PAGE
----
The October 2017- May 2018 wet season has concluded with well below average cumulative precipitation and record low snow accumulation in much of the country. Furthermore, above-average temperatures prevailed, with an earlier than normal snowmelt process.
Although several significant precipitation events during late spring helped alleviate dryness across the country, late rainfall was not sufficient to mitigate seasonal dryness in many parts of the country, which is most severe in the northwest but also significant across much of the north, northeast, southwest and central provinces. Field reports confirm that area planted for rainfed wheat is less than that of last year due to dry soil conditions and the use of extended areas for grazing, while a significant proportion of planted rainfed areas may have reduced yields due to dryness.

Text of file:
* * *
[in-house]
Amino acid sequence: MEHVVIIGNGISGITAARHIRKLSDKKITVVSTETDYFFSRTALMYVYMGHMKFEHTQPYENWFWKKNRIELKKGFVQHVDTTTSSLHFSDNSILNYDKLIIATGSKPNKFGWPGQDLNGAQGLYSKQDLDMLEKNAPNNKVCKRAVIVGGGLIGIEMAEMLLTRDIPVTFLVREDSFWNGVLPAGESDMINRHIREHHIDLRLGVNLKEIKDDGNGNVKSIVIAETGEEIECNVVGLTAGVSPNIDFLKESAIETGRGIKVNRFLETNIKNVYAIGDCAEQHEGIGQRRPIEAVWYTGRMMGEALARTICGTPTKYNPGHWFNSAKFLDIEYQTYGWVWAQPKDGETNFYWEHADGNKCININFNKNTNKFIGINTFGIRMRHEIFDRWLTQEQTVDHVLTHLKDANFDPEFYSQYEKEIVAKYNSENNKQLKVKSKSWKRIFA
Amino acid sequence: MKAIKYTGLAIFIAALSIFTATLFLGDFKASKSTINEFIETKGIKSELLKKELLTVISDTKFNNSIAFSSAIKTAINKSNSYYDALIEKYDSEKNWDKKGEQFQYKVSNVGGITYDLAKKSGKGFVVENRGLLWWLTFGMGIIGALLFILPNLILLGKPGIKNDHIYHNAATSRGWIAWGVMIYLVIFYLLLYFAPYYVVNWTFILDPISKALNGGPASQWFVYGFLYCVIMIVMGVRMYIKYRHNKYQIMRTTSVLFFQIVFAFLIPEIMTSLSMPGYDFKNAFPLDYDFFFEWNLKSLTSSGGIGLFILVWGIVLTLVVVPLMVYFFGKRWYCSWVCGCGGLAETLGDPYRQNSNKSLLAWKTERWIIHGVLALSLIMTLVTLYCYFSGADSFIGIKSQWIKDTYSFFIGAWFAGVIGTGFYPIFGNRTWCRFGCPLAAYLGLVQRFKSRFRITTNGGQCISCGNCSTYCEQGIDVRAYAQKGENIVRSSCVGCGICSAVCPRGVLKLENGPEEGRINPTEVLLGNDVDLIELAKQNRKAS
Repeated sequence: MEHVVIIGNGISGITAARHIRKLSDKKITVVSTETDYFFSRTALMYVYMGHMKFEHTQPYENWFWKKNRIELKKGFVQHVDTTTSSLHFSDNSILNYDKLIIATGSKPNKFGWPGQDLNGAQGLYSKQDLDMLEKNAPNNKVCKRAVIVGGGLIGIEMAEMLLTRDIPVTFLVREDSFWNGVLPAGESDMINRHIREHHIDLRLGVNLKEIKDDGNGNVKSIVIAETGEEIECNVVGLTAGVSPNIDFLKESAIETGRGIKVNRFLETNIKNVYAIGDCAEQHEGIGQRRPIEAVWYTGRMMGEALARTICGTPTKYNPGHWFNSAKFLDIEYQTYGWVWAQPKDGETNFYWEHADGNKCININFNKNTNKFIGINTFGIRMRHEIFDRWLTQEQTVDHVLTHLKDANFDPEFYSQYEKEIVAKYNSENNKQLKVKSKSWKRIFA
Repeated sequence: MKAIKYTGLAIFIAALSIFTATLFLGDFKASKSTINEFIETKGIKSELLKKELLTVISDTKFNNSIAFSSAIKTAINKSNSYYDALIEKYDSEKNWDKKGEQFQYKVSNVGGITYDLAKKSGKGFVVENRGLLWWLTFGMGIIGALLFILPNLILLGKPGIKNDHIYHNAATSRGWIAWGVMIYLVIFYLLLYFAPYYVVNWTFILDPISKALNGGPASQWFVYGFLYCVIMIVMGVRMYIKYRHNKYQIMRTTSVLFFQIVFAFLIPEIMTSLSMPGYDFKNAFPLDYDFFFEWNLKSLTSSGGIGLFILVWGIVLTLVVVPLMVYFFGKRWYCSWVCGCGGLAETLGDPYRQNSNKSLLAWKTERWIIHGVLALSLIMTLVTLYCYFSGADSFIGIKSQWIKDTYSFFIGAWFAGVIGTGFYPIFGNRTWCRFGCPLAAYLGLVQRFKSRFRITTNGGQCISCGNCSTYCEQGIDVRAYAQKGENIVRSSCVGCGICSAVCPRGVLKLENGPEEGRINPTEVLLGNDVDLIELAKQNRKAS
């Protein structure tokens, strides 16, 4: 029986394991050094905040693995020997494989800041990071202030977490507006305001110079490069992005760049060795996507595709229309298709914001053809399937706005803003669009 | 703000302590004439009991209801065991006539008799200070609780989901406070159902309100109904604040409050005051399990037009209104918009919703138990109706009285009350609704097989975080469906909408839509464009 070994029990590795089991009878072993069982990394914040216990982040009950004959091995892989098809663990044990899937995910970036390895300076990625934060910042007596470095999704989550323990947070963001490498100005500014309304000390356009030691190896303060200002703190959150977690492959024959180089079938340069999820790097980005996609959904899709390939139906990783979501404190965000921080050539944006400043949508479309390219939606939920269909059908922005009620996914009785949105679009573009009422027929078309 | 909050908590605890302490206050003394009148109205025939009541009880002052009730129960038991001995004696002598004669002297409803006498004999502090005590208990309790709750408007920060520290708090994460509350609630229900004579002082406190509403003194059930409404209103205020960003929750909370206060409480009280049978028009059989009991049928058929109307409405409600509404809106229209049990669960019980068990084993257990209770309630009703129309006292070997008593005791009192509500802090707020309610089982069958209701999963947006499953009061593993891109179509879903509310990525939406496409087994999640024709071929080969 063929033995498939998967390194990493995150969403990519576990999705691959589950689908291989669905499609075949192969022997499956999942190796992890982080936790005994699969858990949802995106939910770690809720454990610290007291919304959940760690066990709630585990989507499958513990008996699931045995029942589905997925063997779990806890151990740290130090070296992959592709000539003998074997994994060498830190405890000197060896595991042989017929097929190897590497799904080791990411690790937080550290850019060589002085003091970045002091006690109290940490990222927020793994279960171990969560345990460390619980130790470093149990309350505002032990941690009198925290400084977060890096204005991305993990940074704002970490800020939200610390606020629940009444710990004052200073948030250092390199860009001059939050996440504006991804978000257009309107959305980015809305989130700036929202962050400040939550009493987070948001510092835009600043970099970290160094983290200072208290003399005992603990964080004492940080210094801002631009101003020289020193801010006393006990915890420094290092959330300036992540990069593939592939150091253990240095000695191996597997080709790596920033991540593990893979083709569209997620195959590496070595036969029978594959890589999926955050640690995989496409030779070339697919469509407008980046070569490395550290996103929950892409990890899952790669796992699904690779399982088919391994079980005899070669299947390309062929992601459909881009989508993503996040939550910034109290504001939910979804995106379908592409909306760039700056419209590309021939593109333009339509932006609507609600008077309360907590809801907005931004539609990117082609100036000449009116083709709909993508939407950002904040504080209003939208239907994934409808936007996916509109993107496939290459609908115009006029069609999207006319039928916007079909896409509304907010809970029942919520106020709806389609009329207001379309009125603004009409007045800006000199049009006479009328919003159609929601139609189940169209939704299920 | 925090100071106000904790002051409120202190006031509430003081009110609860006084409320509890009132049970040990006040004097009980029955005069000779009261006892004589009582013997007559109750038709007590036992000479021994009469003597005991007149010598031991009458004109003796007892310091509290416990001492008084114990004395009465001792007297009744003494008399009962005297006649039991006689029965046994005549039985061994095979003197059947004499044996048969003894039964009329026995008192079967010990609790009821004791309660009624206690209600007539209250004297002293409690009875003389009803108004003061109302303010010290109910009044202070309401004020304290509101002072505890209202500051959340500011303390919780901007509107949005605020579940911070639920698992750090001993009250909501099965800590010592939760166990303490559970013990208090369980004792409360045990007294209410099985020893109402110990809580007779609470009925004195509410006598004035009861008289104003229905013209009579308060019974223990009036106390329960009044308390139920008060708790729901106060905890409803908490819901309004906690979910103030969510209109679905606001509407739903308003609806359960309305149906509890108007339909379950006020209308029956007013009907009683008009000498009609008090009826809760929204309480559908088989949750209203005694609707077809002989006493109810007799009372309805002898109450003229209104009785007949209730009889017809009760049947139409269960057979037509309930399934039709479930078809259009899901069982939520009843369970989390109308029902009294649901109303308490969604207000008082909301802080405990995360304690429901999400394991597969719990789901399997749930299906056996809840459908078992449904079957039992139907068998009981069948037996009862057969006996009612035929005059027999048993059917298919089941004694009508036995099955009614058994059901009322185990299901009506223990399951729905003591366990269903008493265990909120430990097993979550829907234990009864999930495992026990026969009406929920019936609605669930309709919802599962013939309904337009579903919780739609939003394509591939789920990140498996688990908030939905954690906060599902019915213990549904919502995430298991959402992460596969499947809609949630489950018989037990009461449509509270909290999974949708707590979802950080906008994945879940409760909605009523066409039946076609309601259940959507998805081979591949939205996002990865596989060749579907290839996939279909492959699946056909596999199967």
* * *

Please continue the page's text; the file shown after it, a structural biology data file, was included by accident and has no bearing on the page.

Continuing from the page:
Snowmelt water availability has ended early in most basins, which is likely to adversely impact yields for some areas during the main season, and more broadly for second (dry) season irrigated production.
Forecasts indicate below-average to average precipitation while transitioning from spring to summer season. Along with cumulative precipitation deficits, the below-average forecast is reflective of a low frequency of storms entering the region, increasing the risk for extended periods of dryness that could impact agricultural production.